The main arguments in favour would be that artists benefit from EU funding. During its first two years (2014 – 2015), Creative Europe has supported 230 UK cultural and creative organisations and audiovisual companies as well as the cinema distribution of 84 UK films in other European countries with grants totalling €40 million. Considering there have been significant cuts to UK Arts funding in recent years, this income is incredibly significant to the arts sector. Alongside this, EU legislation such as copyright regulation can help to protect artists and their work, while freedom of movement in Europe can facilitate business and exposure for a wide range of artists and arts organisations.
So what would be the arguments against? There is the question of whether our contribution to the EU is worth the return we get in various benefits. Equally a general sense of patriotism could see us invest in homegrown talent and opportunities.
If Brexit were to happen, I would love to see the UK Government putting money into the arts - I genuinely believe we should be proud of the talent, artists and culture we produce and I believe investment in this is valuable as part of our national culture. However, since the last few years have seen cuts to arts funding and closures of many organisations including libraries, I doubt that this will happen. Even if Brexit were to have a positive impact on our economy, which I remain doubtful on, I believe the lack of European funding would be a serious blow to aspiring artists.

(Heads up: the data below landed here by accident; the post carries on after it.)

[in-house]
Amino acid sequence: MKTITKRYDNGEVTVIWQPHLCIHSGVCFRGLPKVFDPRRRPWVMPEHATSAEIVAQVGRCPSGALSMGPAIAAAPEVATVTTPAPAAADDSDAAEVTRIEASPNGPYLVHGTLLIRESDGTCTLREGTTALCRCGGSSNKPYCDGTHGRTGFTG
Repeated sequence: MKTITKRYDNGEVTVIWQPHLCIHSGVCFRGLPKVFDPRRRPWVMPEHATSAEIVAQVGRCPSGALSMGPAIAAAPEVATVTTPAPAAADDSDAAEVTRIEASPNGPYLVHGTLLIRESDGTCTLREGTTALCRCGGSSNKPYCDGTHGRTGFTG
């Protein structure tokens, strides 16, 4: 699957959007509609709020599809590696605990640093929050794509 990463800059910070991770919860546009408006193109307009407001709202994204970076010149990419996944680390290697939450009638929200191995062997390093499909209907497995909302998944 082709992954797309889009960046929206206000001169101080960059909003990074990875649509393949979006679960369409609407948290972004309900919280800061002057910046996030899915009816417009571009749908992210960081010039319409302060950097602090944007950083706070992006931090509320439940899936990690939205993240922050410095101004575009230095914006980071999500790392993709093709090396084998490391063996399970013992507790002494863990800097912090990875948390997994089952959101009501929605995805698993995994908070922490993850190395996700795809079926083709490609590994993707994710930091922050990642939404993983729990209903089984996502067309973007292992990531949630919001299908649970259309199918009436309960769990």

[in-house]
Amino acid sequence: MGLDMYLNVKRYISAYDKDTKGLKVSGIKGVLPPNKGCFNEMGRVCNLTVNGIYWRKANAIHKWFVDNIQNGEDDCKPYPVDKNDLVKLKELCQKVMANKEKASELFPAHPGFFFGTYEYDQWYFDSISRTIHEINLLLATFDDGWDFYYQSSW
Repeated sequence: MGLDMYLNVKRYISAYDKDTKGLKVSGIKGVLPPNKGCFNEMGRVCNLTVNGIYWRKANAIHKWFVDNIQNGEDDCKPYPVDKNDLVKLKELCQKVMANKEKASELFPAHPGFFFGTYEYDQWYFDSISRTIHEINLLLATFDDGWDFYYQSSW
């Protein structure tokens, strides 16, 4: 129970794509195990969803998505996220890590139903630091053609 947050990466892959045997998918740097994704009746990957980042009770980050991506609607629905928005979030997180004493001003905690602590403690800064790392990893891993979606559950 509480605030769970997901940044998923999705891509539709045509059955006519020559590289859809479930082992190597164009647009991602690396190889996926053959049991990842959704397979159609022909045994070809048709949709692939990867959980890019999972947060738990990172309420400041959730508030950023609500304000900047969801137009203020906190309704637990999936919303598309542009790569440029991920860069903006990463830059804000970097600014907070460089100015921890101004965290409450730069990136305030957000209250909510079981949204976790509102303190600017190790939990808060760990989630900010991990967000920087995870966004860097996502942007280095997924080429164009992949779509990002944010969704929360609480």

And this is without even considering what freedom of movement can offer our culture, and how it can inspire collaboration and foster creativity - many successful British artists have worked, lived, exhibited and sought opportunities across Europe.
Looking primarily at literature, examples of successful writers include the like of Sebastian Faulks and JK Rowling, both of whom have been vocal in support of the Remain Campaign. Writers have overwhelmingly showed their support of Stronger In with a number of writers from across Europe, such as Elena Ferrante and Javier Marías, writing letters, urging us to stay.
And perhaps the most vocal writer of all, JK Rowling has published her thoughts on how we have created monsters by telling the story this way. While she recognises these monsters come from both sides, Rowling highlights that the Leave campaign is built on an atmosphere of fear and scaremongering, particularly about immigration and the 'migrant crisis'.
I believe that choosing to stay is not only best for the arts, but also for you people. Those aged 16-24 are more likely to vote remain, but a significant number of these aren't be eligible to vote for a future that has real consequences for them. Make your vote count, and trust in a stronger, collaborative and more inclusive partnership with the countries of Europe.
And to celebrate this partnership, whether we remain or not, check out my top European reads:
Don Quixote, Miguel de Cervantes, (1605, 1615) Spain
The Unbearable Lightness of Being, Milan Kundera , (1984) Czech Republic
Blindness, José Saramago, (1995) Portugal
Germinal, Émile Zola, (1885) France
The Girl with the Dragon Tattoo, Stieg Larsson, (2005) Sweden